Call 1-800-985-5990 or text TalkWithUs to 66746 to reach the 24-hour Disaster Distress Helpline sponsored by the Department of Health and Human Services’ Substance Abuse and Mental Health Services Administration. This helpline is dedicated to providing immediate crisis counseling for people who are experiencing emotional distress related to any natural or human-caused disaster. This toll-free, multilingual, and confidential crisis support service is available free to all residents in the U.S. and its territories.
Text 741741 from anywhere in the U.S. to text with a trained crisis counselor. The Crisis Text Line trains volunteers to support people in crisis through text messaging. (See this video explanation of the Crisis Text Line.)
LGBT National Help Center: A help center that offers hotlines, including specific ones for youth and seniors.
BetterHelp: A platform recommended by the American Psychological Association that specializes in online therapy for non-severe mental health issues. BetterHelp offers a HIPAA-compliant therapy service that partners with the American Medical Student Association, Mental Health America, and the International Society for Mental Health Online. Prices range from $40 to $70 per week (billed monthly) for unlimited messaging as well as weekly live sessions (chat, phone, or video) if you prefer.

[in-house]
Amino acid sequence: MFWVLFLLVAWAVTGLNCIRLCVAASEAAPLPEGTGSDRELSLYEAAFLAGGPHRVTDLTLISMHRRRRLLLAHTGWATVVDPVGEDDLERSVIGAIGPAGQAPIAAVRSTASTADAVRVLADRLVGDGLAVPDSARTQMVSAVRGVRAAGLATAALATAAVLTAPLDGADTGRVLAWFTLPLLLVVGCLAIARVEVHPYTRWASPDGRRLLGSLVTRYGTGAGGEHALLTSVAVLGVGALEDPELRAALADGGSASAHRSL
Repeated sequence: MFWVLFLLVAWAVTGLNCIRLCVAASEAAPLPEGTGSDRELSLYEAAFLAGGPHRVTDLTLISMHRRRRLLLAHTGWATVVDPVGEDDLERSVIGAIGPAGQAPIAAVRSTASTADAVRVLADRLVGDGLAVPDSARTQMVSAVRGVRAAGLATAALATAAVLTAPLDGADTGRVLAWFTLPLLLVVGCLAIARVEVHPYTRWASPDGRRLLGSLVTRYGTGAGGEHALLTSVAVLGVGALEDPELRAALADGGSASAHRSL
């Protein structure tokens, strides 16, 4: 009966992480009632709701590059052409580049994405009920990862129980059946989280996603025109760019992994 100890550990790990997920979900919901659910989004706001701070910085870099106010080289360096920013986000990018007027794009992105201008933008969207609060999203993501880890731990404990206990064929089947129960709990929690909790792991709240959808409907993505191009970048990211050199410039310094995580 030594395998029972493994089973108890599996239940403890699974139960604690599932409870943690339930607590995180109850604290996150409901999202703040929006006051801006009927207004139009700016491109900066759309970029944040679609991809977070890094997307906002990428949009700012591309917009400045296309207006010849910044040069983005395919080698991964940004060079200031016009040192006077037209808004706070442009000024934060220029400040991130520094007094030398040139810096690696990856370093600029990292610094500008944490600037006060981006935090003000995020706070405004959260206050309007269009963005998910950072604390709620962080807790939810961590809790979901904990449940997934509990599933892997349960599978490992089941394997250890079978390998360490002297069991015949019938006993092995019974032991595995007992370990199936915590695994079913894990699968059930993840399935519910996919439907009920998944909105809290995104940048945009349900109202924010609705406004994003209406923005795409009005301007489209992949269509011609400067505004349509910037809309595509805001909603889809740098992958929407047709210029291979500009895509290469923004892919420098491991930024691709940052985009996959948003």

Talkspace: A subscription therapy service that lets you send a therapist text messages, audio messages, and picture and video messages in a private, text-based chat room. Current plans that are available for one-on-one private chat range from $65 to $99 per week. Talkspace is currently promoting this special offer: Get $65 off with code APPLY65
NoStigmas: A peer-to-peer, community-within-community support network built by and for those whose lives are affected by mental illness and suicide. NoStigmas works to eliminate the stigmas surrounding mental health while supporting the creation of peer support mental health communities everywhere.